Friend or Foe?

Carol Fuller, President of Yarn & Thread Expressions and CEO of OpticalLock shares how to keep both your friends and business happy.

Photo by GR Stocks on Unsplash

It is a common practice to rely on family and friends to fill critical positions in the very beginning of a startup’s life. In general, an entrepreneur is idea-rich but cash-poor, so relying on family and friends for both funding and staffing is natural and can often be a successful starting point. However, as time goes by, you could find that your best friend is not the best salesperson or CTO for your business. Now what? You could find that you spend more money and lose valuable time trying to make things work than if you were to let your friend go. At the same time, you don’t want to lose your friendship. What can you do to keep from getting into this situation, whether it be your friend or a family member?

Here’s what I learned from my experience running four startups:

  1. You are nobody’s friend, or relative. It is essential to rigorously maintain an employer — employee relationship from the very beginning. If you don’t, when the time comes to separate your friend from your business, you could potentially lose both friend and business. If you allow your friendship to delay or prevent you from firing your friend when it becomes apparent they can no longer meet the emerging business challenges, by default you will have to decide between your friend or your business. To prevent this situation, have a clear idea of the skills you must have to get your business going. Use this as the basis for a candid conversation with your friend or uncle about whether they can meet the job requirements.
  2. Spell it all out. Most people would think twice about asking their mom or dad to sign an employment agreement. You can probably imagine their reaction if you did ask for an agreement. However, you might be surprised to find they would be happy to sign a well-crafted, thoughtful, and binding agreement which is designed to protect both yourself and your mom-employee, even if she agrees to work for free. Employment agreements spell out the terms of engagement, as well as the terms of separation, and when the time comes, you have the script for termination.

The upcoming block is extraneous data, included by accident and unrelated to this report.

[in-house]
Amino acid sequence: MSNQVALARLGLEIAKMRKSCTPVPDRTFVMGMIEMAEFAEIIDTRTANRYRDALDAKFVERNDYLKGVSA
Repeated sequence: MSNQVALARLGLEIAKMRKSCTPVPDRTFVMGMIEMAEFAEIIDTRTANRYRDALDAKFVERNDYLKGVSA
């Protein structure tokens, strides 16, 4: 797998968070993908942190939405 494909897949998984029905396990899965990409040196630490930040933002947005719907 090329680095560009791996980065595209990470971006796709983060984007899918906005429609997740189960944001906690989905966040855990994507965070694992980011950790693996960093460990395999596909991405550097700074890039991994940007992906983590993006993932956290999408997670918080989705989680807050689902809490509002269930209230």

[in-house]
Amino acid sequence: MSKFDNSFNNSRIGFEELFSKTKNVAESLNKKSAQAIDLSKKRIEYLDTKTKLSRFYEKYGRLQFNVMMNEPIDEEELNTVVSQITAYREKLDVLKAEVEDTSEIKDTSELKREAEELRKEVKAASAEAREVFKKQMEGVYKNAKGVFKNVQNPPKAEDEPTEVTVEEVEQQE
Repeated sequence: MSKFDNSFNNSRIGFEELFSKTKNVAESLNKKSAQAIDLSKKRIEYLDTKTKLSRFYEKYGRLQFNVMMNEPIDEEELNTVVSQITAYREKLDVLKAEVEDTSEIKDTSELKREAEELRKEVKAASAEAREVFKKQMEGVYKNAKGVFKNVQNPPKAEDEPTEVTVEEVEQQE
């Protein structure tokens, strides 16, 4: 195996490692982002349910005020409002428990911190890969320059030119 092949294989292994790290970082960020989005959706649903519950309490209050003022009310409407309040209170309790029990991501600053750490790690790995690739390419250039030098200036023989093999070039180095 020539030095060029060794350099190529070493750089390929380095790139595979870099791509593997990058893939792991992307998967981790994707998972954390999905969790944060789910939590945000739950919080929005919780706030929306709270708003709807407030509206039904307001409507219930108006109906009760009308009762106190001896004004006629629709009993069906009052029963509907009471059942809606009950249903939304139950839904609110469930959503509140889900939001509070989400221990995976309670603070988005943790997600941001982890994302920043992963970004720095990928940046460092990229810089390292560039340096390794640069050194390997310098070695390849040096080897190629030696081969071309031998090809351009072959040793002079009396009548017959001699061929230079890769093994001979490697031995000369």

3. A willing friend does not always equal required skills. At one point I had more work than I could manage, and a friend of mine offered to help me out. She offered to work for a nominal wage, and was enthusiastic as well as personable, so in a moment of desperation, I said “sure!”. In hindsight it was a poor decision. My friend’s enthusiasm was for talking to customers about her personal life and health issues and product preferences to the exclusion of the customer’s interests. I lost several existing and new customers in the short time she worked for me. My friend’s skills were a poor match to the standards I had carefully nurtured for my business, and I should have interviewed her as I would any other prospective employee.
  4. Trust but measure. At some point every entrepreneur realizes they can’t go it alone and will need to rely on others to get the job done. You generally have metrics in place to know if you are making a profit, or your product assembly time is within goals. The same goes for staff, where performance metrics are essential to know whether or not your staff are doing the job they were hired to do. Setting clear goals as well as the means to measure progress towards those goals are just as essential to knowing whether your business is profitable. Staff metrics are not a ‘set and forget’ process; it requires ongoing evaluation of your friend’s performance compared to the metrics you both agreed to use. If your friend isn’t meeting expectations, it will be obvious to both of you. At this point you have several options: revise goals or metrics; redefine the job requirements; or reassign your friend to another position. These options assume one or more will work to the mutual benefit of your friend and your company.

Carol Fuller is currently COO & Co-Founder, OpticalLock Inc. and President / Owner of a retail boutique that caters to yarn enthusiasts. Her prior positions include Co-Founder & CEO of CEYX Technologies; Business and Technical Manager at Hewlett Packard and Quantum Corporation. Carol has 35 years experience in management of technology businesses and is co-author of 15 patents. Her expertise lies in IP management and licensing, manufacturing, supply chain, process and quality improvements, domestic and international business contracts and partnerships, business development and strategic planning. Carol has developed and managed the execution of technology company business plans, developed financial models and strategies, pricing schemes, staffing plans, operating budgets, market feasibility studies, COGS models, and technology readiness processes. She has an AS in Sociology Sciences from Pierce College, a BS in Chemistry with a minor in Criminal Justice from CSU Sacramento; and an MBA in International Business from University of San Diego.

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